Acts of Discovery

Acts of Discovery : Visions of America in the Lewis and Clark Journals

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Navigators, naturalists, and diplomats, Meriwether Lewis and William Clark wove science and raw adventure together in their journals as they blazed a trail from St. Louis to the Pacific. Casting their achievements against a broad interdisciplinary background, Albert Furtwangler investigates the process of discovery itself and shows how the information gathered by Lewis and Clark on their expeditions challenged the science, the politics, and the artistic ideals of the Jeffersonian age and helped shape the way we see more

Product details

  • Paperback | 288 pages
  • 152.1 x 228.1 x 21.1mm | 447.88g
  • University of Illinois Press
  • Baltimore, United States
  • English
  • illustrations, maps
  • 0252063066
  • 9780252063060

Review quote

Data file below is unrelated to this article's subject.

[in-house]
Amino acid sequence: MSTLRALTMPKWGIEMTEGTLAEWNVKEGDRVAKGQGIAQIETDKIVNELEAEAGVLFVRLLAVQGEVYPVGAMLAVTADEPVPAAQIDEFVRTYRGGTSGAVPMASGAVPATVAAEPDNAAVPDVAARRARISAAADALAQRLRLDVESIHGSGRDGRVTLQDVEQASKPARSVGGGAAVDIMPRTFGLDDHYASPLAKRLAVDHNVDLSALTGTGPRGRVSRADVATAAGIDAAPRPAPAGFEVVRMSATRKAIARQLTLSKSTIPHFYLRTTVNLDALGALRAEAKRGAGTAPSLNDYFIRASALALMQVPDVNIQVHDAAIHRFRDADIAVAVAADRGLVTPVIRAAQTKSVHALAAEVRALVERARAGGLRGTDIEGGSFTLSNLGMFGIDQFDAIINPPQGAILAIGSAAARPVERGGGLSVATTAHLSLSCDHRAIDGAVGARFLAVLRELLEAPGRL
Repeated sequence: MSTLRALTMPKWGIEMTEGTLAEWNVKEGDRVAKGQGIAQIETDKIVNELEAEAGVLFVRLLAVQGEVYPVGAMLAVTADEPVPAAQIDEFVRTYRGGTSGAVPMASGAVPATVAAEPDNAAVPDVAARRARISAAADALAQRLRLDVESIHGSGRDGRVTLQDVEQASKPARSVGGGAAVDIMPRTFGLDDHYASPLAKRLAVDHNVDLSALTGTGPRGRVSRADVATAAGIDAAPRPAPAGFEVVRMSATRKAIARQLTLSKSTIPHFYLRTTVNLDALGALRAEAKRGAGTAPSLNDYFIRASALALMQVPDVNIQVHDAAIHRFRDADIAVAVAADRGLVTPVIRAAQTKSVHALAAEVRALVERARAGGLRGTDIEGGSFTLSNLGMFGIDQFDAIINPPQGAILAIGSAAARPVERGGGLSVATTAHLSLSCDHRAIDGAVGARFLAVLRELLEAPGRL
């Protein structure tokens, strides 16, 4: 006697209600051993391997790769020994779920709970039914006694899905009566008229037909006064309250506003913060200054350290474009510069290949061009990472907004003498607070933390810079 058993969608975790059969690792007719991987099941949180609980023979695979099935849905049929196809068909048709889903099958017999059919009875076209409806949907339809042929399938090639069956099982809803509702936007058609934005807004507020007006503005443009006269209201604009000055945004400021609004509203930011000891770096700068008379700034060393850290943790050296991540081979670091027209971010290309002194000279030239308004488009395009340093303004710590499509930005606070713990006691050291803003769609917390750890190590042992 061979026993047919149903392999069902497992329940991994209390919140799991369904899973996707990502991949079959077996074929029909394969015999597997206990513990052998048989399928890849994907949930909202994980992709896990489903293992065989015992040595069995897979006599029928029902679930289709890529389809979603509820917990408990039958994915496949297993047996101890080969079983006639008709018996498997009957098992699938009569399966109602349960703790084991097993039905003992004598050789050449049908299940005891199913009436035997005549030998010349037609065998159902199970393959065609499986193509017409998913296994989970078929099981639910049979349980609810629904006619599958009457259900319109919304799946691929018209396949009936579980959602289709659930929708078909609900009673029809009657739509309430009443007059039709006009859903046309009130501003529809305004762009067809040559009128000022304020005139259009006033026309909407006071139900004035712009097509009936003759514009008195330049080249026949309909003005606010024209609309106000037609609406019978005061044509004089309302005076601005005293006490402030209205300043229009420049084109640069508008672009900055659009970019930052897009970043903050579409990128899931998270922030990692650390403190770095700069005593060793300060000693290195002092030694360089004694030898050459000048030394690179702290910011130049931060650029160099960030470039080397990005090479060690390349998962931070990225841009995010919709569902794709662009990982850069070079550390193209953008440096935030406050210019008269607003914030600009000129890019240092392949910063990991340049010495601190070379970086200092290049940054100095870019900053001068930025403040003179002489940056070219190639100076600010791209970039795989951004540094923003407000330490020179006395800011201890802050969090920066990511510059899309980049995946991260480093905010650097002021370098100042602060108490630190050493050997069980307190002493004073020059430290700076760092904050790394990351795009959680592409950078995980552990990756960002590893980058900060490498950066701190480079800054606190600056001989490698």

"Albert Furtwangler's unpredictable meandering gives the dry, plodding words of Lewis and Clark a new life." - Times Literary Supplement "There have been good accounts before of Lewis and Clark's journey across the North American continent and of the journals in which they recorded their observations, but few of them match this critical study in placing that adventure and its text in such interesting and meaningful contexts for students of American culture." - Nineteenth-Century Literature "Destined to become a valued contribution to literature on the trans-Mississippi West for its recapitulation of the major events of the Lewis and Clark Expedition and for its up-to-date assessment of their historical meaning. The author is articulate in his diagnostic treatment of the expedition's remarkable documentation and its place in America's 'age of enlightenment.' His evaluation of the expedition within the context of the pursuit of human progress is fortified through his incorporation of the works of classical scholars and modern scientists." - Irving W. Anderson, South Dakota History "An extraordinary book-extraordinary in its scholarly range and imaginative reach. The answer to the question 'Is there anything left to be said about Lewis and Clark?' is a resounding 'yes' in good measure because of this compelling book."-James P. Ronda, Western Historical Quarterly "Albert Furtwangler's work not only is splendidly written but also offers a fresh perspective on a well known story... It is a remarkable new appraisal of one of America's literary epics. As such it belongs on the bookshelf of all those interested in the American experience."-John L. Allen, Journal of American History "The evidence marshaled by Furtwangler in supporting his rather striking claims is substantial and quite interesting to both the general and scholarly reader... Furtwangler's book is a wonderfully told and well-researched account of the historical expedition itself, as well as a record of important aspects of the cultural and social milieu in which it took place." - Harold K. Bush, Jr., Western American Literatureshow more

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